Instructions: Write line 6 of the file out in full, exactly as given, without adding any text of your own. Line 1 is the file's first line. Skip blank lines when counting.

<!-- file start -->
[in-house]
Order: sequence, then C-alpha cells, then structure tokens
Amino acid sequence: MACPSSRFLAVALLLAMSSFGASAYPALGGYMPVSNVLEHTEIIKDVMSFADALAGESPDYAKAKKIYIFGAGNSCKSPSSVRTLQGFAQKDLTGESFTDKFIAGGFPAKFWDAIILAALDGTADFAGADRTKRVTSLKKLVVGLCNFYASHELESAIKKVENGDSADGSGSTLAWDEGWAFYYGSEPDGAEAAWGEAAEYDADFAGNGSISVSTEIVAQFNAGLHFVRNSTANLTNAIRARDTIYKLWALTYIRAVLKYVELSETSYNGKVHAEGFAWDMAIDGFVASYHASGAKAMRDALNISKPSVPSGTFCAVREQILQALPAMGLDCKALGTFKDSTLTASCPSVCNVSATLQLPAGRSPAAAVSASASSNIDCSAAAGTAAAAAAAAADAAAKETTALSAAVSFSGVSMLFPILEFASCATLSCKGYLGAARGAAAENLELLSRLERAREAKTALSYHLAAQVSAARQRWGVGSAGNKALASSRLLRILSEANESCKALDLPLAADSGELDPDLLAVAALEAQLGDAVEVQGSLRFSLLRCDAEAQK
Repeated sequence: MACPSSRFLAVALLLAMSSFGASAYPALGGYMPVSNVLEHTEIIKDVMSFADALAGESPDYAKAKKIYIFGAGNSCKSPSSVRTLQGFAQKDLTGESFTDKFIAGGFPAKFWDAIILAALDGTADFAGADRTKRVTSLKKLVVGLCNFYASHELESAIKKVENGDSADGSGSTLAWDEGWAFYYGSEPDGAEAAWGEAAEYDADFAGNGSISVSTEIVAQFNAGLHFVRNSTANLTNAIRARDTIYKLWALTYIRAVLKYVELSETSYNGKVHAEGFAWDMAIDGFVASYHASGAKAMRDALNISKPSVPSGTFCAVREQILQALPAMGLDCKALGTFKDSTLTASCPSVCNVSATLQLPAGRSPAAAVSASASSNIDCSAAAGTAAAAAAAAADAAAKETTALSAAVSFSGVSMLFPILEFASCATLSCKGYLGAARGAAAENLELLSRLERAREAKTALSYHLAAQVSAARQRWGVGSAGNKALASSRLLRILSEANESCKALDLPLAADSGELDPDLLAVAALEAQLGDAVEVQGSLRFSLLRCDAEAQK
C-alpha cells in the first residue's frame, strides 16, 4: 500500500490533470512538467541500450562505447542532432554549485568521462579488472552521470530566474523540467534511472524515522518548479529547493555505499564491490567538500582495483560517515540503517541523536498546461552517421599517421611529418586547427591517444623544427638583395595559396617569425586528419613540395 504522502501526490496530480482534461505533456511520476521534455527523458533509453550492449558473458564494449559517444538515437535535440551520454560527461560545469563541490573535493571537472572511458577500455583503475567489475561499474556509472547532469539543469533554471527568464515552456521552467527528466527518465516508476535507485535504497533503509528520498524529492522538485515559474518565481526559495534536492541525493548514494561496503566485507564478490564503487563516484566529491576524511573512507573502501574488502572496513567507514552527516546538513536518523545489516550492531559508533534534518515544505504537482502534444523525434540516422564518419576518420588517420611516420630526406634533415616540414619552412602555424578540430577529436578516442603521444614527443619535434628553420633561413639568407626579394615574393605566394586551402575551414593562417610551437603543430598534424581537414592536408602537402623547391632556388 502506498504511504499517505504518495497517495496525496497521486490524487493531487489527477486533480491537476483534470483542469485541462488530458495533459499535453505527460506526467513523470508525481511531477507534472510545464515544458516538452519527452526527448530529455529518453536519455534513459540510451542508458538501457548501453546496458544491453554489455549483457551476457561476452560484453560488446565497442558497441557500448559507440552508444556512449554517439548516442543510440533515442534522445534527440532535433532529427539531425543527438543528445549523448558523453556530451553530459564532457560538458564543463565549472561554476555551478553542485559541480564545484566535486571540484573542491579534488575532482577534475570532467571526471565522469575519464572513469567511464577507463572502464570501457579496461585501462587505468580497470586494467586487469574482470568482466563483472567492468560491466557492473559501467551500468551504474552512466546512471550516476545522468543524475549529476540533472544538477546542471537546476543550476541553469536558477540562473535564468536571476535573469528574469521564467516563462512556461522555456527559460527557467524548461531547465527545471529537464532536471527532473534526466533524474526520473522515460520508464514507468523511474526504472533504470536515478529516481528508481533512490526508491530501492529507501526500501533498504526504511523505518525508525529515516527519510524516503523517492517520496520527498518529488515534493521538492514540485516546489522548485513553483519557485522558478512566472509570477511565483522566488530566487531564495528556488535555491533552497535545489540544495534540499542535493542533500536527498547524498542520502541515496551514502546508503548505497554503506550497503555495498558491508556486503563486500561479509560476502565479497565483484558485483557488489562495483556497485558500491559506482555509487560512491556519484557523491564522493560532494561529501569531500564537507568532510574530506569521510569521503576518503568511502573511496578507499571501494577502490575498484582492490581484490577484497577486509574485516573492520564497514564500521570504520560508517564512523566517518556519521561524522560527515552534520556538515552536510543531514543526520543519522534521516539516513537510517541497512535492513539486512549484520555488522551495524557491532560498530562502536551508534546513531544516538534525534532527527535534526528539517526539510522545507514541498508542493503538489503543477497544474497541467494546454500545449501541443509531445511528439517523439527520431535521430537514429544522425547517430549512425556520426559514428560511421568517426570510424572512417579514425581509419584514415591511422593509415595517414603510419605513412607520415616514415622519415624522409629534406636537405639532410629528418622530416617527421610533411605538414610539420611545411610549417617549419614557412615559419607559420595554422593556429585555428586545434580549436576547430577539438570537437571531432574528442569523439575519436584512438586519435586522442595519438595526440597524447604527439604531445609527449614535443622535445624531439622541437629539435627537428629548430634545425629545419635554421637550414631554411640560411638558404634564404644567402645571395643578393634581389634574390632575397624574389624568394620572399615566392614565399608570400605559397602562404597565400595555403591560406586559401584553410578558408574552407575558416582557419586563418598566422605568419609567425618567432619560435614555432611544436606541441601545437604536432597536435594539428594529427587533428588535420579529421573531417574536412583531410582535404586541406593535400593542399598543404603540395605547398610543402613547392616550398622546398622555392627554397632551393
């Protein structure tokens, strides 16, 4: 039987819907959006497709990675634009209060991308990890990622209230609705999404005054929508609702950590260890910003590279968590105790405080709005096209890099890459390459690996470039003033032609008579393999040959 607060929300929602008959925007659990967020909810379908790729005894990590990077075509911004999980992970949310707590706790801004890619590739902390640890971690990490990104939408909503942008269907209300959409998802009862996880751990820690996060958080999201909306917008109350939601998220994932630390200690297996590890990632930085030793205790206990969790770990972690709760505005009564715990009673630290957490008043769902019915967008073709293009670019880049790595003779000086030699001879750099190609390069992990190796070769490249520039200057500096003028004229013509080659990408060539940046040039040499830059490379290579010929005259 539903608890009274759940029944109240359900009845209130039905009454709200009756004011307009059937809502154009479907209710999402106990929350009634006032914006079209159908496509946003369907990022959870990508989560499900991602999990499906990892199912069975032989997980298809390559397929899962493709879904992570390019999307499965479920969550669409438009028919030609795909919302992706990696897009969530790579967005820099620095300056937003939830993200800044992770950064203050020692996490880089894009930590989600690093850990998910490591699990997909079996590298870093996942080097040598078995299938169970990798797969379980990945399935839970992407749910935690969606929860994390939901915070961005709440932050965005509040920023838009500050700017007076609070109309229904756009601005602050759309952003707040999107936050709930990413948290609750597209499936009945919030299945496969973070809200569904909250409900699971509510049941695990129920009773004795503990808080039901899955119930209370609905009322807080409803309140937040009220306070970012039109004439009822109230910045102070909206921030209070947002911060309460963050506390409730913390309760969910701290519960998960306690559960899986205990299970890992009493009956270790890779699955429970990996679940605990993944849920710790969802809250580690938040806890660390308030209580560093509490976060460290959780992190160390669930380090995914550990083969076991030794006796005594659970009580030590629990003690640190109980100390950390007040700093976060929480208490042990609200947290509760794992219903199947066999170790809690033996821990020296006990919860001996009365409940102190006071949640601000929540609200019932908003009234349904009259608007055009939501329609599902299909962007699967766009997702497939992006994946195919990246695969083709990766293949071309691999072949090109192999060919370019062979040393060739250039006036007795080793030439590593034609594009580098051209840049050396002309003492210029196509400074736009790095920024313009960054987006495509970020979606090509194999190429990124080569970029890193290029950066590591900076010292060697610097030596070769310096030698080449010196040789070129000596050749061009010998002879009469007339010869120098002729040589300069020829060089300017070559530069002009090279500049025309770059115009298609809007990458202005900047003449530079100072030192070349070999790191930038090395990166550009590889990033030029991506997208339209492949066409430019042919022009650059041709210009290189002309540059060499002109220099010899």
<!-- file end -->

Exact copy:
């Protein structure tokens, strides 16, 4: 039987819907959006497709990675634009209060991308990890990622209230609705999404005054929508609702950590260890910003590279968590105790405080709005096209890099890459390459690996470039003033032609008579393999040959 607060929300929602008959925007659990967020909810379908790729005894990590990077075509911004999980992970949310707590706790801004890619590739902390640890971690990490990104939408909503942008269907209300959409998802009862996880751990820690996060958080999201909306917008109350939601998220994932630390200690297996590890990632930085030793205790206990969790770990972690709760505005009564715990009673630290957490008043769902019915967008073709293009670019880049790595003779000086030699001879750099190609390069992990190796070769490249520039200057500096003028004229013509080659990408060539940046040039040499830059490379290579010929005259 539903608890009274759940029944109240359900009845209130039905009454709200009756004011307009059937809502154009479907209710999402106990929350009634006032914006079209159908496509946003369907990022959870990508989560499900991602999990499906990892199912069975032989997980298809390559397929899962493709879904992570390019999307499965479920969550669409438009028919030609795909919302992706990696897009969530790579967005820099620095300056937003939830993200800044992770950064203050020692996490880089894009930590989600690093850990998910490591699990997909079996590298870093996942080097040598078995299938169970990798797969379980990945399935839970992407749910935690969606929860994390939901915070961005709440932050965005509040920023838009500050700017007076609070109309229904756009601005602050759309952003707040999107936050709930990413948290609750597209499936009945919030299945496969973070809200569904909250409900699971509510049941695990129920009773004795503990808080039901899955119930209370609905009322807080409803309140937040009220306070970012039109004439009822109230910045102070909206921030209070947002911060309460963050506390409730913390309760969910701290519960998960306690559960899986205990299970890992009493009956270790890779699955429970990996679940605990993944849920710790969802809250580690938040806890660390308030209580560093509490976060460290959780992190160390669930380090995914550990083969076991030794006796005594659970009580030590629990003690640190109980100390950390007040700093976060929480208490042990609200947290509760794992219903199947066999170790809690033996821990020296006990919860001996009365409940102190006071949640601000929540609200019932908003009234349904009259608007055009939501329609599902299909962007699967766009997702497939992006994946195919990246695969083709990766293949071309691999072949090109192999060919370019062979040393060739250039006036007795080793030439590593034609594009580098051209840049050396002309003492210029196509400074736009790095920024313009960054987006495509970020979606090509194999190429990124080569970029890193290029950066590591900076010292060697610097030596070769310096030698080449010196040789070129000596050749061009010998002879009469007339010869120098002729040589300069020829060089300017070559530069002009090279500049025309770059115009298609809007990458202005900047003449530079100072030192070349070999790191930038090395990166550009590889990033030029991506997208339209492949066409430019042919022009650059041709210009290189002309540059060499002109220099010899």